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'Duck Dynasty' family pens bestsellers

From left, Si Robertson, Willie Robertson and Phil

From left, Si Robertson, Willie Robertson and Phil Robertson from A&E Television Network's "Duck Dynasty" television show speak at the National Cable and Telecommunications Association (NCTA) Cable Show in Washington, D.C. (June 10, 2013) Photo Credit: Bloomberg

The Robertson family, of TV's "Duck Dynasty" fame, has America's bestseller lists in their sights.

"Happy, Happy, Happy" by Phil Robertson, the family's patriarch, has spent 12 weeks on The New York Times' nonfiction bestseller list (peaking at No. 1), and "Duck Commanders" by husband and wife Willie and Korie Robertson has been on the list for 17 weeks.

So why have America's readers taken to this Louisiana family -- returning to A&E Wednesday -- more than any other reality stars?

Jonathan Merkh, vice president and publisher of Howard Books, points to several factors, including the family's tight-knit nature, general wholesomeness and appeal to evangelical readers.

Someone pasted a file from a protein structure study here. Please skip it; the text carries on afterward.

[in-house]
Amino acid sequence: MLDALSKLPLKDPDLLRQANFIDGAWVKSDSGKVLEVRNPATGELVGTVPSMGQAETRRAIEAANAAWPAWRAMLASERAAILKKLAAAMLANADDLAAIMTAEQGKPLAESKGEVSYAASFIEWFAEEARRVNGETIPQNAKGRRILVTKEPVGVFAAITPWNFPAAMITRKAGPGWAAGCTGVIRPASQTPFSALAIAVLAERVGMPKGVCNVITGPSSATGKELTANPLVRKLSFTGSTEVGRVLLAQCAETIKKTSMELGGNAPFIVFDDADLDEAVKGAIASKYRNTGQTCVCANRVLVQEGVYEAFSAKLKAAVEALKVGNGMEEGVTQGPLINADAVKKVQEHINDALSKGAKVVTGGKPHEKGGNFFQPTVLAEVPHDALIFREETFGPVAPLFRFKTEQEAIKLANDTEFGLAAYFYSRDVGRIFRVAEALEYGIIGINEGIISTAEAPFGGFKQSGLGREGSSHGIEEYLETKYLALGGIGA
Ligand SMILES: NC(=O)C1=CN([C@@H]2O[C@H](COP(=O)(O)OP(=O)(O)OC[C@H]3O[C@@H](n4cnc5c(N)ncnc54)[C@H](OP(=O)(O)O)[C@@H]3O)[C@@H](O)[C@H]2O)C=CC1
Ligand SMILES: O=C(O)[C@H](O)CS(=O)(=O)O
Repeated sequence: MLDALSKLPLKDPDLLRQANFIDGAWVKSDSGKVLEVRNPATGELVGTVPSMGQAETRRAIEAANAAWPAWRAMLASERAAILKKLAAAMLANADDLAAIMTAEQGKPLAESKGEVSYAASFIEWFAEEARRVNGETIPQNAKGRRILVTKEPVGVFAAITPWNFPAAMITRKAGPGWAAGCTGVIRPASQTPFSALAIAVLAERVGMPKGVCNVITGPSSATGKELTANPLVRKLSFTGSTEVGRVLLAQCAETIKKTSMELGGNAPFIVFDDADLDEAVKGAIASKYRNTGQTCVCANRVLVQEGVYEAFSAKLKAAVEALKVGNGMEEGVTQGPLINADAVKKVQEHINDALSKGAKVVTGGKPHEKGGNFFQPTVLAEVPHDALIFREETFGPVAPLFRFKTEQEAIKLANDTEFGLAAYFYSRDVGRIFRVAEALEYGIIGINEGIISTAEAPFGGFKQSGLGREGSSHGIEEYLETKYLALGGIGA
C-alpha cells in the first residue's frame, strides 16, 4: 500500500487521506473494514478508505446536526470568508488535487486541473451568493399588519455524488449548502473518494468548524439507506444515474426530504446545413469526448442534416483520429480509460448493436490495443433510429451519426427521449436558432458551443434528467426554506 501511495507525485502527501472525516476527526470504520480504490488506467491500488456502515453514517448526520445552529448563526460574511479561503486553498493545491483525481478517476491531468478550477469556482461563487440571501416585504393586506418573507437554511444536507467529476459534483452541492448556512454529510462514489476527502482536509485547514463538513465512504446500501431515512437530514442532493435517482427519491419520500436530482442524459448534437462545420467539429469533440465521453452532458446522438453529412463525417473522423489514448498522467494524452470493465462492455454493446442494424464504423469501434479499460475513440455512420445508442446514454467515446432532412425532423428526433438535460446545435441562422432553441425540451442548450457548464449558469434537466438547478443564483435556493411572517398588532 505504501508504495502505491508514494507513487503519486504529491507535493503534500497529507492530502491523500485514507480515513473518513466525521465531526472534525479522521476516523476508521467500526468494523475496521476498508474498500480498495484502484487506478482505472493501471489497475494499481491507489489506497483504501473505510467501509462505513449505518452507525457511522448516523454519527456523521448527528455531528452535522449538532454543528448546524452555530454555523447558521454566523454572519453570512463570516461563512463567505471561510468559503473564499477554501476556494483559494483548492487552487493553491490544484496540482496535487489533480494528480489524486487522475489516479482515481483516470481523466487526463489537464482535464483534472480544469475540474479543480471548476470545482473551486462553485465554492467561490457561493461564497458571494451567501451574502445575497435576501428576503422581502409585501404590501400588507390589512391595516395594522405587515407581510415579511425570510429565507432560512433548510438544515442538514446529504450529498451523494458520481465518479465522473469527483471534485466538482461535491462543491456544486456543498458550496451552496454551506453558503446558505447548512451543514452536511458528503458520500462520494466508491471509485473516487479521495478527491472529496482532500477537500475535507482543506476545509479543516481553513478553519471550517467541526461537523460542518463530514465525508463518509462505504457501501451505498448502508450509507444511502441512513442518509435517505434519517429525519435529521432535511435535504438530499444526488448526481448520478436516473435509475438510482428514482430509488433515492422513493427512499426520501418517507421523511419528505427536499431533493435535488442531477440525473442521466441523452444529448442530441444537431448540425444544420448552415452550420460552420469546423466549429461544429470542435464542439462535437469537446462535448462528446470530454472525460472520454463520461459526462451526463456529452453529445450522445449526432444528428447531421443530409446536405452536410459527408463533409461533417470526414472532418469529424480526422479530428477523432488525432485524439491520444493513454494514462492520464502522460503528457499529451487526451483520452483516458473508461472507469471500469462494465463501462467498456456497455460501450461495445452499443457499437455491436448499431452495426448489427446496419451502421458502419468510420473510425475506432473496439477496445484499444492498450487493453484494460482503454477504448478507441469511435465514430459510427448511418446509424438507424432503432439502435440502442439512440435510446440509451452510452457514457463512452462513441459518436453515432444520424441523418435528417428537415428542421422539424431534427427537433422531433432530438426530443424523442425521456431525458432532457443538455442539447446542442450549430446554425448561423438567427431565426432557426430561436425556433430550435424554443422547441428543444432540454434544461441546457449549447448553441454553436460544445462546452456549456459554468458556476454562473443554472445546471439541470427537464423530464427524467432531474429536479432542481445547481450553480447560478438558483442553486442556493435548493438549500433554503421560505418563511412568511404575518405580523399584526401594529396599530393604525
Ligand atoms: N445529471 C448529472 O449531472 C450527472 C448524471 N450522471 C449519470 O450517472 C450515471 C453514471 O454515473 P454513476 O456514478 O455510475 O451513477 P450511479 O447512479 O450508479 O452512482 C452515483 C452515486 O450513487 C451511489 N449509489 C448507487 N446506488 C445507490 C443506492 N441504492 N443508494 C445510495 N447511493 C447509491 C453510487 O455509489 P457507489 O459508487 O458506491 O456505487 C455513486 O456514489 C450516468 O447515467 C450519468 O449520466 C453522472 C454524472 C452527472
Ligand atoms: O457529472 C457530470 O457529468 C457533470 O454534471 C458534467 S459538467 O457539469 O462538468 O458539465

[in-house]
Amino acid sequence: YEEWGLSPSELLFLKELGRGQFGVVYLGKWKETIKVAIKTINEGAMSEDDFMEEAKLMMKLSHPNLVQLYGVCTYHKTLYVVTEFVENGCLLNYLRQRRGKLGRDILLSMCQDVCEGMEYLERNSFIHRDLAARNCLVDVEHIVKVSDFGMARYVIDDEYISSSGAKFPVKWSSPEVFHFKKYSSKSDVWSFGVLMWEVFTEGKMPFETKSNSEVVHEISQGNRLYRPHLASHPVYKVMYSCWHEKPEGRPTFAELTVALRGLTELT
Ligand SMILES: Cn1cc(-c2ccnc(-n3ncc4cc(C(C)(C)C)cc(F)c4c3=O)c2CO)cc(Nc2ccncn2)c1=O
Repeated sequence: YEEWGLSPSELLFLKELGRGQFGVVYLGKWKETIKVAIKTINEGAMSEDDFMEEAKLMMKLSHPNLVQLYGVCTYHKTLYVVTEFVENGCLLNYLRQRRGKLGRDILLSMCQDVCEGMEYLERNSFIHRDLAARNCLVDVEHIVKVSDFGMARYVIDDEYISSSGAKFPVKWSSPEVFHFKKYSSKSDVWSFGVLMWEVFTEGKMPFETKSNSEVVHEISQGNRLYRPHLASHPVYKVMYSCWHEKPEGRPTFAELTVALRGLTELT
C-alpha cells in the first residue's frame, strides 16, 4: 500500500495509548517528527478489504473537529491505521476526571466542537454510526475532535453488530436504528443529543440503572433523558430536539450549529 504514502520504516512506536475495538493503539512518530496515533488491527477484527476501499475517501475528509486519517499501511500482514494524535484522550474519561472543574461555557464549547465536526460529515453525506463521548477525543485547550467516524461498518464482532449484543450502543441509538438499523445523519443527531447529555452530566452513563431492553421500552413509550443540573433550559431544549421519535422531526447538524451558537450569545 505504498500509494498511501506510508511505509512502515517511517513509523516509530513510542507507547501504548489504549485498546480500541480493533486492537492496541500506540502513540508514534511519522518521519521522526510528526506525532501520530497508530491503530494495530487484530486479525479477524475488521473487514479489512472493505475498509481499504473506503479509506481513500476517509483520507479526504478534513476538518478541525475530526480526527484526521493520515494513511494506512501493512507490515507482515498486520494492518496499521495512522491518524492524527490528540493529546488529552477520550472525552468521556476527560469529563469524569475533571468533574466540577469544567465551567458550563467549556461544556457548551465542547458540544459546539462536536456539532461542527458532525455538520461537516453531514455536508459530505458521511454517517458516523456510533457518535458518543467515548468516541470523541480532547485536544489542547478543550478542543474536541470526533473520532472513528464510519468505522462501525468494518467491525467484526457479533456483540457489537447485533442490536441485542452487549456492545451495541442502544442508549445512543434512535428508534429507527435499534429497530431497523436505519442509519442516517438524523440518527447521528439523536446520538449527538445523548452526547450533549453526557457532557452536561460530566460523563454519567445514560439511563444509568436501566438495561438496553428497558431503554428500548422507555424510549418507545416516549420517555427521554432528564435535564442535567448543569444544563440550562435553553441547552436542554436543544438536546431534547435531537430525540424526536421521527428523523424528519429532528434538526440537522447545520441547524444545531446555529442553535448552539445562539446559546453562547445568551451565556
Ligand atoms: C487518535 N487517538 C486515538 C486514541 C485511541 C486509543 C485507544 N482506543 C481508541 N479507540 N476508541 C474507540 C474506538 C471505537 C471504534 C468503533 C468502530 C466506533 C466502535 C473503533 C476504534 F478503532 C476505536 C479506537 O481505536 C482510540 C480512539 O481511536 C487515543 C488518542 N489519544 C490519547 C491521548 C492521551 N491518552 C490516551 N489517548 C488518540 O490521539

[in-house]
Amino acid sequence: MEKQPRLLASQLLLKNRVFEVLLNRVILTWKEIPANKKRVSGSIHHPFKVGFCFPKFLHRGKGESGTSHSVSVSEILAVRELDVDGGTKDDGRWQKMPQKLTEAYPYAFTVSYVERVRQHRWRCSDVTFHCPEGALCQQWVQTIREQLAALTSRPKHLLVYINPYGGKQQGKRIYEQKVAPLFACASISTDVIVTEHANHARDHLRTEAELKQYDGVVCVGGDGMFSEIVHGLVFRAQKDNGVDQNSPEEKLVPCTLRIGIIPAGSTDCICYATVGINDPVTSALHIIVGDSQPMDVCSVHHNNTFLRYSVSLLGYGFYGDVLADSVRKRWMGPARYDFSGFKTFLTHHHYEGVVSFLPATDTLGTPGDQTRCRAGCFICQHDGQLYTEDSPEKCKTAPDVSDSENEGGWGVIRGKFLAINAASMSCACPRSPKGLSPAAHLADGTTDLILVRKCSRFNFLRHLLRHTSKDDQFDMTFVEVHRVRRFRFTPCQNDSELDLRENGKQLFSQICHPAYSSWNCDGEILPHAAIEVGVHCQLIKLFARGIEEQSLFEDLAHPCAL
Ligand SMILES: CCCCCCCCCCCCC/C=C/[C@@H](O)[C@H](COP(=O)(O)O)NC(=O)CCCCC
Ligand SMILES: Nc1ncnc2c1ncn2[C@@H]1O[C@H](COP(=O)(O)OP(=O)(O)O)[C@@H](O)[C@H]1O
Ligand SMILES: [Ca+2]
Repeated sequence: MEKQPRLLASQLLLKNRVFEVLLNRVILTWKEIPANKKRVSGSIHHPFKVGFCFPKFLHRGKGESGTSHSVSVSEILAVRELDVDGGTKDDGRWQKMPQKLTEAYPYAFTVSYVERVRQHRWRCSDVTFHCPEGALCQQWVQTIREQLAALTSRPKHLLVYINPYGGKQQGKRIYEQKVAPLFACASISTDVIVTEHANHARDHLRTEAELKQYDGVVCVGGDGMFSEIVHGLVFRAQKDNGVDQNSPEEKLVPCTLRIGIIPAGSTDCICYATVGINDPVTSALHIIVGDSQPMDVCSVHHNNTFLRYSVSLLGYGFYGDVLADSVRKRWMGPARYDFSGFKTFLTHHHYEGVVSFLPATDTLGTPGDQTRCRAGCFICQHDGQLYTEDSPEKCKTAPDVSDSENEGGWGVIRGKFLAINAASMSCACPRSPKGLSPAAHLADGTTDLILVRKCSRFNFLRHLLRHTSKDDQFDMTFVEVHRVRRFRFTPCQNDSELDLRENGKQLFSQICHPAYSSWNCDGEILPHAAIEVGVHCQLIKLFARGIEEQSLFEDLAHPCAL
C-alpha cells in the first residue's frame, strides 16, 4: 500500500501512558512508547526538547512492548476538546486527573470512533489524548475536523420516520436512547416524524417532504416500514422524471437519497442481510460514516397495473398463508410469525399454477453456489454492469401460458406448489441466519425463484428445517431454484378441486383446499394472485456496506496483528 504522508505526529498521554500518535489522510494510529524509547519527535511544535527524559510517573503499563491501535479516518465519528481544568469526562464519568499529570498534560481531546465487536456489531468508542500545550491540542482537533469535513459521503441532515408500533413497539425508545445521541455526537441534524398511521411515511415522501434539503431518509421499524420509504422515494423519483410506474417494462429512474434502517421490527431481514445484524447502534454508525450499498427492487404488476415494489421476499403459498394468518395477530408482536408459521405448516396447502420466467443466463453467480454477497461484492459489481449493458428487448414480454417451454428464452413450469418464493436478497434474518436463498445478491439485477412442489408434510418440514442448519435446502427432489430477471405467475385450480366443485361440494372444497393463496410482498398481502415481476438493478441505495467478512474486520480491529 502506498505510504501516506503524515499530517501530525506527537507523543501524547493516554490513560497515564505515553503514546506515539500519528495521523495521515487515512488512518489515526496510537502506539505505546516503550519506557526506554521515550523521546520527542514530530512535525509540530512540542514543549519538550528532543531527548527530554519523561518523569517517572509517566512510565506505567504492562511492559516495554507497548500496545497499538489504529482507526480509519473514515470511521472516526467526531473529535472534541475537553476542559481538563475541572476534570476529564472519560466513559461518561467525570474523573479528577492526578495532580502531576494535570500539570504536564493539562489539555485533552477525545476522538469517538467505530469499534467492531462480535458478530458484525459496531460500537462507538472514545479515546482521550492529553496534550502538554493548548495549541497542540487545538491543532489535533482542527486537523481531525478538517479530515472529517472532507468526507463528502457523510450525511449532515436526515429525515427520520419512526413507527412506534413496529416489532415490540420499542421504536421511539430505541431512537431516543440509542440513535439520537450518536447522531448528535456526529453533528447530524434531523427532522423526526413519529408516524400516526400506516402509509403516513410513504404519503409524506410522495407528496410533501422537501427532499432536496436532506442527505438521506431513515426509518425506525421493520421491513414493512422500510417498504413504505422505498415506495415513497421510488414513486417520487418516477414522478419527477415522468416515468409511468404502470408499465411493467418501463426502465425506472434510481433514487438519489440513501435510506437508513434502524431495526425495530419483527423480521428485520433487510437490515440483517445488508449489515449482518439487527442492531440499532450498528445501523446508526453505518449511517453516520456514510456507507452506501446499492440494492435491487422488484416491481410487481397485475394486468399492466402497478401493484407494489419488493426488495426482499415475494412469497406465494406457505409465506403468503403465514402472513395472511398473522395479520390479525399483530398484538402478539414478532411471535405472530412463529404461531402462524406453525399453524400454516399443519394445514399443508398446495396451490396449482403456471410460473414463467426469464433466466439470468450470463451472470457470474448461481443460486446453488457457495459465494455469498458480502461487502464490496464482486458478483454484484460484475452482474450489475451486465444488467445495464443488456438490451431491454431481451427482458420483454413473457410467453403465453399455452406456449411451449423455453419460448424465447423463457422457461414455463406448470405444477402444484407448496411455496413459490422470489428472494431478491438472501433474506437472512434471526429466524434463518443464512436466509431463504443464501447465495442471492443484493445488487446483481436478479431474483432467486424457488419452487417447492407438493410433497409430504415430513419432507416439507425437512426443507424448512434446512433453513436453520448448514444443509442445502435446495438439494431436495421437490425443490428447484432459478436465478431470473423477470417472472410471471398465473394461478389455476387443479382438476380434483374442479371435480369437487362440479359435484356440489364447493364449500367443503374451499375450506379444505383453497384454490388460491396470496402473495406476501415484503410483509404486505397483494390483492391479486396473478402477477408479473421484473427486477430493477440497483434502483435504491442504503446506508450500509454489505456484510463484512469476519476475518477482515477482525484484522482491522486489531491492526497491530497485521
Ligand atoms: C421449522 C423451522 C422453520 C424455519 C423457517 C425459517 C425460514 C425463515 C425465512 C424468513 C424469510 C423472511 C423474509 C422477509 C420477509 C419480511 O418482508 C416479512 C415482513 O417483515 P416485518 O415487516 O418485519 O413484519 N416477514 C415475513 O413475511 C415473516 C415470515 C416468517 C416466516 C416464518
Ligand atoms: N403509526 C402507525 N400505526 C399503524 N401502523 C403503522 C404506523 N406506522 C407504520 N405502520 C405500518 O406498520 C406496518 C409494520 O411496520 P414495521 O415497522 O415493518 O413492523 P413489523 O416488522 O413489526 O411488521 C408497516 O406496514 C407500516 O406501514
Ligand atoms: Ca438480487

"These guys are not dysfunctional," Merkh said. "They all pick on each other, but at the end of the day, they all get along, and I think it has met a desire in the marketplace that has just been void. They zigged while everyone else was zagging."

At the core, though, is humor -- and even more than that, the fact that the Robertsons often seem to be in on the joke.

"They're actually funny and thoughtful and witty," Merkh says. "They're more like Bill Cosby than they are the Swamp People. As a result, they appeal to a more educated crowd."

Merkh added that around the time the first season of "Duck Dynasty" was airing, he was approached by one of his editors, Phyllis Boultinghouse, who told him that he should check out the show and that Phil Robertson had been her Sunday school teacher for 25 years. Boultinghouse wasn't Howard's only tie to the Robertsons.

Korie Robertson's father, John Howard, was the founder of Howard Books before selling to Simon & Schuster. Now, the imprint is being used to tell the story of Howard's daughter and the family she married into.

"There was a family connection and a trust factor there that gave us an inside track," Merkh said.

"Happy, Happy, Happy" and "Duck Commanders" could soon be joined on bestseller lists by other tales from the Robertson family.

"Si-Cology 1," a memoir from the family's kooky uncle, Si Robertson, will be released on Sept. 3. On Nov. 5 comes "Miss Kay's Duck Commander Kitchen," a cookbook from matriarch Kay Robertson.

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